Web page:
Richard, you can’t sensibly apply Graham Sawyer’s evidence to the case of Bishop Bell. If the bishops had acted collectively in the way Sawyer describes, acting to “seek to destroy the person who is making complaints about one individual,” then, surely, they would have acted to defend Bishop Bell against the allegations made against him. As Lord Carlile revealed, Bell was a case of the Church ‘oversteering’ in the light of the appalling safeguarding record in the diocese of Chichester. We don’t advance the case for justice for George Bell by making inappropriate comparisons with the way genuine survivors of… Read more »

Richard W. Symonds
Guest

David, in defence, I can but make defence to your GS colleague Martin Sewell: March 5 2018 – IICSA Transcript – Monday March 5 Page 129 -Paras. 2-19 – Fiona Scolding QC: “…this is not simply an issue of attitude but of competence too. This is a point which has been made powerfully by Martin Sewell, who is both a lay member of the General Synod and a retired child protection lawyer. He points out that diocesan staff are typically trained in theology and Canon law, not in safeguarding or child protection law. As a result, he says, many of… Read more »

David Lamming
Guest
David Lamming

Richard, while I fully agree with Martin Sewell’s assessment of the need for those in the Church making safeguarding decisions to be competent and have relevant specialist knowledge, Graham Sawyer’s evidence was not about competence but directed to the attitude of bishops and their tendency to protect each other and the reputation of the church as being worse than the abuse he suffered at the hands of Peter Ball. [By the way, the passage you quote from page 129 of the IICSA transcript of 5 March 2018 was from the opening statement of Richard Scorer (representing 21 core participants who… Read more »

Richard W. Symonds
Guest

No David, it was definitely Fiona Scolding QC – not Richard Scorer.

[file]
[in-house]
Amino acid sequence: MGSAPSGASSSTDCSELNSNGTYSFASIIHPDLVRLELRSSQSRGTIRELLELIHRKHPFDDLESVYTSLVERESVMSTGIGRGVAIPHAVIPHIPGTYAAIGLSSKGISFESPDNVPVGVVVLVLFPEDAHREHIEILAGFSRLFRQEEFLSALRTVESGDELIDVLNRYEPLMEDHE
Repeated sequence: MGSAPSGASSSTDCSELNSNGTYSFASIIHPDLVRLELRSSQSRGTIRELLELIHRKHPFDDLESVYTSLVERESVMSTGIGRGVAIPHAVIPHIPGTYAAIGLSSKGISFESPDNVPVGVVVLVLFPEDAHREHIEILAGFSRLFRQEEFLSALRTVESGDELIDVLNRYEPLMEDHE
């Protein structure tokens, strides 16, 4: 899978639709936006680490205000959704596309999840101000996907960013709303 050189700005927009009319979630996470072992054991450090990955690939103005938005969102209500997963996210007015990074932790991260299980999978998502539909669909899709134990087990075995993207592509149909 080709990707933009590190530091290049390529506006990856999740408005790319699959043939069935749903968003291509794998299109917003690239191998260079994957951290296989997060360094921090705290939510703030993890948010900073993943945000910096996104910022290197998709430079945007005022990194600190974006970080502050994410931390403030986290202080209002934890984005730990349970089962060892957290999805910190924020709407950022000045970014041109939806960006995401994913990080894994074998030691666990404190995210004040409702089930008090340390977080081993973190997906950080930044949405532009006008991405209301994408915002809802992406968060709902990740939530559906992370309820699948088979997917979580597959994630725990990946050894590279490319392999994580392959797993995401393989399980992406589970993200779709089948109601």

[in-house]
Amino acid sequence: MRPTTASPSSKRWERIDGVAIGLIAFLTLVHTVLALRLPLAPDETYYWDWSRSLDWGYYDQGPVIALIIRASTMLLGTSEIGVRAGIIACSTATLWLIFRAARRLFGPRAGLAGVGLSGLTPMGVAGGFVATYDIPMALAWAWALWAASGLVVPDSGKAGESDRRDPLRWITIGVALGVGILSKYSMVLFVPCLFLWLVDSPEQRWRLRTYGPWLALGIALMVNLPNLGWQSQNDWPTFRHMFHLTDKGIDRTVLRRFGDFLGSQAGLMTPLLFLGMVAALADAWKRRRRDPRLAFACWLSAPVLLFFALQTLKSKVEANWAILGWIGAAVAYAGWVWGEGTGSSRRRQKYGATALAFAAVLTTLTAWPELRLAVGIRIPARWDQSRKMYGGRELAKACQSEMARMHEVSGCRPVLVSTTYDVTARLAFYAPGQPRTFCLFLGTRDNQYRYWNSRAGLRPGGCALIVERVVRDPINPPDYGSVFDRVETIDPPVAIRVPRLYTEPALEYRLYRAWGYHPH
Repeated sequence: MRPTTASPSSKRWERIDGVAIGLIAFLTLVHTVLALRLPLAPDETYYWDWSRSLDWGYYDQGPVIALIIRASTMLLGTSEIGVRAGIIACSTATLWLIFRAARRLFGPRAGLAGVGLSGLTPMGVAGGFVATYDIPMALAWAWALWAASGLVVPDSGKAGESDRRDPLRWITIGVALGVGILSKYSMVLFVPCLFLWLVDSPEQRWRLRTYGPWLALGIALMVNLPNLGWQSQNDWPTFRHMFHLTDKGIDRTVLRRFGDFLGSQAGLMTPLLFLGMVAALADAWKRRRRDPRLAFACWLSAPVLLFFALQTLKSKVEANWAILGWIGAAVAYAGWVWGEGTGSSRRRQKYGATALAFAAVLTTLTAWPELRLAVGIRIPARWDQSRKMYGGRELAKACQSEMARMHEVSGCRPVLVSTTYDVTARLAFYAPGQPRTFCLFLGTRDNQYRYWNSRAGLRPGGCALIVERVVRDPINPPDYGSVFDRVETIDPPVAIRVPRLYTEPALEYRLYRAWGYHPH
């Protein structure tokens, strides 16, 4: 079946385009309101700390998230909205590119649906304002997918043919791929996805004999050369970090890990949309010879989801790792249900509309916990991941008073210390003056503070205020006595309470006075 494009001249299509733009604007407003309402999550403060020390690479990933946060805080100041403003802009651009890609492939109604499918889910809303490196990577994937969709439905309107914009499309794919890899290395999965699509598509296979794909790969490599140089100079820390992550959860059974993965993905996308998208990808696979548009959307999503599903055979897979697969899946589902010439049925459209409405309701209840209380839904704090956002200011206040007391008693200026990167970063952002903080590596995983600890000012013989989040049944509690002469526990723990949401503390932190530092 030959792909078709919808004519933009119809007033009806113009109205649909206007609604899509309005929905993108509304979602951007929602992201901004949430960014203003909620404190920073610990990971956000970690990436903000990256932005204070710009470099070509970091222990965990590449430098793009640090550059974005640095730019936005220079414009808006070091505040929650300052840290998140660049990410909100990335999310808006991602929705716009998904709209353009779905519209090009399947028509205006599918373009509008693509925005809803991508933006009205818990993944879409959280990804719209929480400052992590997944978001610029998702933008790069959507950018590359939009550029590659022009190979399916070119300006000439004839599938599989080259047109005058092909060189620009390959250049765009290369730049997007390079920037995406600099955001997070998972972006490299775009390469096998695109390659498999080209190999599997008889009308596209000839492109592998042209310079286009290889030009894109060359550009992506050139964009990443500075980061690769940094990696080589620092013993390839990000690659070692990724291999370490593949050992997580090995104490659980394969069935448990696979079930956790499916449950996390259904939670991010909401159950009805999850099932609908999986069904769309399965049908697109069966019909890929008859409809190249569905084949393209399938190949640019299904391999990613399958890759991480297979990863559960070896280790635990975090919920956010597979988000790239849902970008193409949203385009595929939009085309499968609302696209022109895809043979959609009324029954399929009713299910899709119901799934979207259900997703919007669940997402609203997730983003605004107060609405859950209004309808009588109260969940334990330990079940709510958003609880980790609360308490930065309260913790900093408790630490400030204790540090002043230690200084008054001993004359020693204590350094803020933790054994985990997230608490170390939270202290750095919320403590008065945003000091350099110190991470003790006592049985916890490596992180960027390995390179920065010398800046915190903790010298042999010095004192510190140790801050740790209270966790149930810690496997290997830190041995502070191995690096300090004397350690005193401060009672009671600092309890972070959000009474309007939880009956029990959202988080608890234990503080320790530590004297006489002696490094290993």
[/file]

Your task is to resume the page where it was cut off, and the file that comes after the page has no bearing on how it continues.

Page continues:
The point I was trying to get across is that chaos, lack of expertise, bullying, naïveté and incompetence reigns within the Church hierarchy regarding ‘safeguarding’, with manipulative interference from powerful ‘outside agencies’ with their own agendas.

This means that victims of abuse AND victims of false accusations suffer injustice and pain.

David Lamming
Guest
David Lamming

Sorry to have to contradict you, Richard, but it was part of Richard Scorer’s opening statement, not that of Fiona Scolding. Fiona Scolding’s opening statement ends at page 120, line 13 of the transcript. Mr Scorer’s statement then follows, commencing at page 120, line 18 and ending at page 138, line 14, just before the mid-afternoon break.

Richard W. Symonds
Guest

I stand corrected and red-faced. You are right. I am wrong. The quote below is attributable to Richard Scorer of Slater and Gordon, not Fiona Scolding QC. Apologies to all concerned. March 5 2018 – IICSA Transcript – Monday March 5 – Page 129 – Paras. 2-19 – Richard Scorer: “…this is not simply an issue of attitude but of competence too. This is a point which has been made powerfully by Martin Sewell, who is both a lay member of the General Synod and a retired child protection lawyer. He points out that diocesan staff are typically trained in… Read more »